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- Health & Cosmetic Effects
Taste & Smell: Smoking impairs your sense of smell and diminishes your ability to taste.1
Skin: According to Lowell Dale, M.D. at MayoClinic.com, "The nicotine in cigarettes causes
narrowing of the blood vessels in the outermost layers of your skin. This impairs blood flow to your skin. With
less blood flow, your skin doesn't get as much oxygen and important nutrients, such as Vitamin A. Many of the
more than 4,000 chemicals in tobacco smoke also damage collagen and elastin, which are fibers that give your
skin its strength and elasticity. As a result, skin begins to sag and wrinkle prematurely because of
Teeth: According to The Truth About Smoking (2009), smoking stains teeth because nicotine and other chemicals in cigarette smoke stick to teeth eroding the enamel overtime and causing discoloration ranging from yellow to brown and gray. The authors go on to state, "Smokers are more likely than nonsmokers to develop tooth decay, chronic gum disease, and lose teeth. Oral wounds also take longer to heal in smokers."3
Physical Fitness: A Report of the U.S. Surgeon General (1994) states, "Even among young people trained as endurance runners, smoking appears to compromise physical fitness in levels of both performance and endurance. Cigarette smoking reduces the oxygen-carrying capacity of the blood and increases both heart rate and basal metabolic rate — changes that counter the benefits of physical activity..."4
Phlegm and Cough: According to 2010 Surgeon General Report How Tobacco Smoke Causes Disease: What It Means To You, "Tiny, brush-like cilia line your airways. They sweep out mucus and dirt so your lungs stay clear. Over time, smoking damages and destroys these brushes. You get 'smokers' cough' because your body makes more mucus and the cilia can no longer clear your lungs. Other damage is happening too."5
Disease and Infection: According to an article in the Cleveland Clinic Journal of Medicine (2005), "Smokers are more likely than nonsmokers to develop colds, influenza, pneumonia, tuberculosis, and varicella pneumonitis, which tend to be more severe."6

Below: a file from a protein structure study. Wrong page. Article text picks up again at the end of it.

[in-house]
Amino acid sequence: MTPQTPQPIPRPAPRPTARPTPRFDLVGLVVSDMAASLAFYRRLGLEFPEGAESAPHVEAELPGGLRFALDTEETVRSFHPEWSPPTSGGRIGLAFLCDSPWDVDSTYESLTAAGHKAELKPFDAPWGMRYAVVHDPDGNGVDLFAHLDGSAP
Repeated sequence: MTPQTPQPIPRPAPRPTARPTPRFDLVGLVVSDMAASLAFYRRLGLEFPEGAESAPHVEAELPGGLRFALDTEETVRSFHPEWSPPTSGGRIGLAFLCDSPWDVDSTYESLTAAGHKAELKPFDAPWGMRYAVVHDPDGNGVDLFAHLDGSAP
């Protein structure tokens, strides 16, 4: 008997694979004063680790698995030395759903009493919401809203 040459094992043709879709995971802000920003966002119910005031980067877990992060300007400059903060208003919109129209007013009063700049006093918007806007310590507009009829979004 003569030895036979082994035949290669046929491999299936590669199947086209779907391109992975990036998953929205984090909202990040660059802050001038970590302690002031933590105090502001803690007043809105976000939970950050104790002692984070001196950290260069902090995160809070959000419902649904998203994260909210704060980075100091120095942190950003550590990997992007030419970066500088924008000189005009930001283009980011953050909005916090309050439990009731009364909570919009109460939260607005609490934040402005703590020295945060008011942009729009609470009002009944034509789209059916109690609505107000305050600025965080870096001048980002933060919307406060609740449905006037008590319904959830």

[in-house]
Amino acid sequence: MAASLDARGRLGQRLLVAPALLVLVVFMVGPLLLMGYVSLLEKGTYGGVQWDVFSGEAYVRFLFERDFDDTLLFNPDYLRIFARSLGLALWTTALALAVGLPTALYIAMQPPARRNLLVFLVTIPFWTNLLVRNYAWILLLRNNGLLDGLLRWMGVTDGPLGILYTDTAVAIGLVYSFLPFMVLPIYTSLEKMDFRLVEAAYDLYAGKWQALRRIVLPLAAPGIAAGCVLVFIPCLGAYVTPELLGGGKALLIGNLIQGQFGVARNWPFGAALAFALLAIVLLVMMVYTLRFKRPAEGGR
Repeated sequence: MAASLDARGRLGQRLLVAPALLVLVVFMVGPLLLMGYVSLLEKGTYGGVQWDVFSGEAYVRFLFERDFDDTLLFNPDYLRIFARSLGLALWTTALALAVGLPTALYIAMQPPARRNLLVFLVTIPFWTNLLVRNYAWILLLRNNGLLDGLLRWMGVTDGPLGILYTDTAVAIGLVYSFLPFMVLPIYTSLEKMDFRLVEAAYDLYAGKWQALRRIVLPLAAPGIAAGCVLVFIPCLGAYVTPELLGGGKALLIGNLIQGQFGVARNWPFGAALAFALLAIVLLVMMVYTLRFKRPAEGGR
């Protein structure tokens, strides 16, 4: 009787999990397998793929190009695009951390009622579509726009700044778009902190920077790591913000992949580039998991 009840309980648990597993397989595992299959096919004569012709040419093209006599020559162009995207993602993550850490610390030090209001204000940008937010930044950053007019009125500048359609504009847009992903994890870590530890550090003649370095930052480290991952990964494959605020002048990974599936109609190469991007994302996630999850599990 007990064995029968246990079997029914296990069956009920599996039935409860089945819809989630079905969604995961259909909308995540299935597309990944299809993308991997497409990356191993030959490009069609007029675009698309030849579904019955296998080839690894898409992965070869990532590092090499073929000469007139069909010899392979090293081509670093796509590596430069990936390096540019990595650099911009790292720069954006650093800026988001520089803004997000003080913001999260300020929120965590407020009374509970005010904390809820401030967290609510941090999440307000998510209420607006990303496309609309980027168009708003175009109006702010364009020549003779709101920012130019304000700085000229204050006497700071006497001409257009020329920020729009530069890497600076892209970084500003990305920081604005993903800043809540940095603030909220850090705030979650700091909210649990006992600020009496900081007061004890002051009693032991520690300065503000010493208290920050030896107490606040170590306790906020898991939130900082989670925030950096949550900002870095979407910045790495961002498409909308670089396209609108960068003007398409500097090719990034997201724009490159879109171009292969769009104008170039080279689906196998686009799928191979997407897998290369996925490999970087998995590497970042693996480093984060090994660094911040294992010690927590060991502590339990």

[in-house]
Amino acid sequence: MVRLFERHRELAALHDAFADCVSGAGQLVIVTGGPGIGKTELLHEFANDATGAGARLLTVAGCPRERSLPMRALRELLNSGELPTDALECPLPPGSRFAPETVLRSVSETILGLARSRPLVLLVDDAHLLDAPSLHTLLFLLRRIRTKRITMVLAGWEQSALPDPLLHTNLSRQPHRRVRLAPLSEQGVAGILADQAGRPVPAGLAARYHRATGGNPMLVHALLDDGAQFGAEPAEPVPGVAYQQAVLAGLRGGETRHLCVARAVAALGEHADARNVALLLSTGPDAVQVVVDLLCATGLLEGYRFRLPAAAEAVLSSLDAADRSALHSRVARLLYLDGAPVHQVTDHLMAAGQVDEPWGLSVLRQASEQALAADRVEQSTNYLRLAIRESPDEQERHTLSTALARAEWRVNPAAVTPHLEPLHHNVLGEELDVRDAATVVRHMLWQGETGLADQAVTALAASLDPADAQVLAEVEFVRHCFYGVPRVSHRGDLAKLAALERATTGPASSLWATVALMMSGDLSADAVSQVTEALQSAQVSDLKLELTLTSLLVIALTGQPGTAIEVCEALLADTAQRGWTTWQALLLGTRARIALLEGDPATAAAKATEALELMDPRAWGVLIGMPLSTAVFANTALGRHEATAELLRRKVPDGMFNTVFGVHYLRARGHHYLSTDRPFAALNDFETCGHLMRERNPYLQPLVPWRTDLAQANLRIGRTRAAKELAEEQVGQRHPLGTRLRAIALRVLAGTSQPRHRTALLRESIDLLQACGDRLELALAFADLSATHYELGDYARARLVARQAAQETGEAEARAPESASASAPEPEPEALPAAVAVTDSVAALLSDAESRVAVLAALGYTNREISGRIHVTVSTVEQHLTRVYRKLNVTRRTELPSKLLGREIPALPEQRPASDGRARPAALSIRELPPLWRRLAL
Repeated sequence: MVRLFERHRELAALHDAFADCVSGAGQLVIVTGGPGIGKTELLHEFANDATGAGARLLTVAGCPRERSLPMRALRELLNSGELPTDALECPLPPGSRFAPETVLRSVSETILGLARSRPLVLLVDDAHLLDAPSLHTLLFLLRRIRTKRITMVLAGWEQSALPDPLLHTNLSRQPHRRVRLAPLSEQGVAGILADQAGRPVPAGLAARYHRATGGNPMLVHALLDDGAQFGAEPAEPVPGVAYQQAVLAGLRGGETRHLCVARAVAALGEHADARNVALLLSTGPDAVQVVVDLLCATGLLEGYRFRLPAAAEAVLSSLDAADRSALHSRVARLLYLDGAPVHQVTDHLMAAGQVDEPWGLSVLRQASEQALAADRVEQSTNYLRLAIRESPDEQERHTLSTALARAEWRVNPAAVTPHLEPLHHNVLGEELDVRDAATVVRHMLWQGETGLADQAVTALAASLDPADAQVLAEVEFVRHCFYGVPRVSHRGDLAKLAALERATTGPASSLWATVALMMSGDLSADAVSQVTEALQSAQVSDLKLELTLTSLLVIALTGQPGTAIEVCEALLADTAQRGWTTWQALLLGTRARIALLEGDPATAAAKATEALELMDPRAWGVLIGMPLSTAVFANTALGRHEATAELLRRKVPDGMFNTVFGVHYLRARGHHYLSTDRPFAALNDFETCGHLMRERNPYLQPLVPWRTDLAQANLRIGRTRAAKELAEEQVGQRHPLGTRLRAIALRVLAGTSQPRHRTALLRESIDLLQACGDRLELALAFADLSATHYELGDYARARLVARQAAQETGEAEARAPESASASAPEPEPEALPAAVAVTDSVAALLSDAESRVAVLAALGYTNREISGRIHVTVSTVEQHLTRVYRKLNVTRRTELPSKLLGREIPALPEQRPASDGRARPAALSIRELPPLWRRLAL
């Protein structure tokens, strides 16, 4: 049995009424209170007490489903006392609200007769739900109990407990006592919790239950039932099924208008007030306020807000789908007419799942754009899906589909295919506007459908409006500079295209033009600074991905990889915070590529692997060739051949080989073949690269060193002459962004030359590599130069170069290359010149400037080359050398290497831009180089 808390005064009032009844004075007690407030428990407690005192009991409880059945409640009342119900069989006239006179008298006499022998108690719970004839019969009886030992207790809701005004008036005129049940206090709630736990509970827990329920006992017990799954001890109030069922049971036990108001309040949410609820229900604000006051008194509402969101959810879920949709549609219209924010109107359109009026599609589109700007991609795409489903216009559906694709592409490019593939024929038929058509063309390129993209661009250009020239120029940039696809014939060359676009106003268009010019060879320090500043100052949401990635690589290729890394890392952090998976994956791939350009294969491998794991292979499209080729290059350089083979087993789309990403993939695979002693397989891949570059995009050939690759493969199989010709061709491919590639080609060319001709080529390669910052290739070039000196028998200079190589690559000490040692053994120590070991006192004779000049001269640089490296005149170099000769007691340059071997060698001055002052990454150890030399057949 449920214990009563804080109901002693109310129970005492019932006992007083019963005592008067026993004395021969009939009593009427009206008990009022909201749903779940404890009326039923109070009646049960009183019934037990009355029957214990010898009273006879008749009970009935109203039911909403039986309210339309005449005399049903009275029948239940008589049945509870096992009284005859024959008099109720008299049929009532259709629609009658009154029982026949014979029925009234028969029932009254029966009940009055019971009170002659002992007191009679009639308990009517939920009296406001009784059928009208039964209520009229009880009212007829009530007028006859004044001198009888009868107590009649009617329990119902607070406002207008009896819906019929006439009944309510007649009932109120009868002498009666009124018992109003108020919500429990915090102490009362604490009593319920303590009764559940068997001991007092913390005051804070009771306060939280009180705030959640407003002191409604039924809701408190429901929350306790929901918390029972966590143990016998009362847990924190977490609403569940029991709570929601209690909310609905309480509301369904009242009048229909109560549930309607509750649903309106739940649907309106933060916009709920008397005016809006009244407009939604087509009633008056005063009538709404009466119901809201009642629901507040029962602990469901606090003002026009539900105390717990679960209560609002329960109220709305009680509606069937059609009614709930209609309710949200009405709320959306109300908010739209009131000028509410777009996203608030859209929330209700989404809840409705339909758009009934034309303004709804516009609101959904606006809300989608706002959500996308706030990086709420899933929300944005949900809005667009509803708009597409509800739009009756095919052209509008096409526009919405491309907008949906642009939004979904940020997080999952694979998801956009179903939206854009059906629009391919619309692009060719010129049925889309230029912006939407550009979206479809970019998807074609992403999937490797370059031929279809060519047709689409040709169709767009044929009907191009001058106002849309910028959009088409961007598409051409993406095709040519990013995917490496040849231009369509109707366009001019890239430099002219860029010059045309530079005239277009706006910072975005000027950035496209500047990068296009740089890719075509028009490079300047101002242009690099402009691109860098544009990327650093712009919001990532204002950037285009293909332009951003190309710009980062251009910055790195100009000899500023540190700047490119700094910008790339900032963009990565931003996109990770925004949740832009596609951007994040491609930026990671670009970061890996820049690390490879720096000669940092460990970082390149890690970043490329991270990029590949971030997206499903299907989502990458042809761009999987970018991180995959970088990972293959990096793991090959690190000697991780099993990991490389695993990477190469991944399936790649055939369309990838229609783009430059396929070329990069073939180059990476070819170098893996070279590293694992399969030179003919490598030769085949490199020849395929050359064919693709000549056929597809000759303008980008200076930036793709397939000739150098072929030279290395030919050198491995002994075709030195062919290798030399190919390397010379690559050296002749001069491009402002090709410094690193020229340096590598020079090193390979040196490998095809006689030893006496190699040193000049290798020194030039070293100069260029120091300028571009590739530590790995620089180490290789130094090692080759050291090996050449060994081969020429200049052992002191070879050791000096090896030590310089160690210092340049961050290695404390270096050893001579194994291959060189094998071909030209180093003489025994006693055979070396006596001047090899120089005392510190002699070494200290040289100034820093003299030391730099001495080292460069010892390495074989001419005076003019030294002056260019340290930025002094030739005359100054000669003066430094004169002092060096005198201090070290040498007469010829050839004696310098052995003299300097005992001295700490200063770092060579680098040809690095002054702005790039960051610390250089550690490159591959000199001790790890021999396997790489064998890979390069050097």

Quitting smoking makes a difference: Within 20 minutes after your last cigarette, your body begins a series of changes that continue for years. A Report by the Surgeon General (2010) says, "Within 5 years of quitting, your chance of cancer of the mouth, throat, esophagus, and bladder is cut in half. If nobody smoked, 1 of every 3 cancer deaths in the U.S. would not happen."5
1 American Academy of Otolarynology – Head and Neck Surgery. Smell and taste: What causes loss of smell
and taste? American Academy of Otolarynology – Head and Neck Surgery web site. Available
http://www.entnet.org/HealthInformation/smellTaste.cfm Accessed Dec. 19, 2011.
2 Dale L. Smoking: Does it cause wrinkles? MayoClinic.com. Oct. 21, 2011. Available at: http://www.mayoclinic.com/health/smoking/AN00644. Accessed on Dec. 19, 2011.
3 McCay W, Dingwell H. The Truth About Smoking (2nd Ed.). New York: Facts on File; 2009.
4 U.S. Department of Health and Human Services. Preventing Tobacco Use Among Young People: A Report of the Surgeon General. Atlanta, Georgia: U.S. Department of Health and Human Services, Public Health Service, Centers for Disease Control and Prevention, national Center for Chronic Disease Prevention and Health Promotion, Office of Smoking and Health; 1994. Reprinted with corrections, July 1994. Available at: http://www.cdc.gov/tobacco/data_statistics/sgr/1994/index.htm
5 U.S. Department of Health and Human Services. A report of the Surgeon General: How tobacco smoke causes disease: What it means to you. U.S. Department of Health and Human Services, Centers for Disease Control and Prevention, National Center for Chronic Disease Prevention and Health Promotion, Office on Smoking and Health; 2010. Available at: http://www.cdc.gov/tobacco/data_statistics/sgr/2010/consumer_booklet/pdfs/consumer.pdf
6 Murin S, Smith Bilello. Respiratory tract infections: Another reason not to smoke. Cleveland Clinic Journal of Medicine. October 2005; 72 (10): 916-920. Available at: http://ccjm.org/content/72/10/916.full.pdf |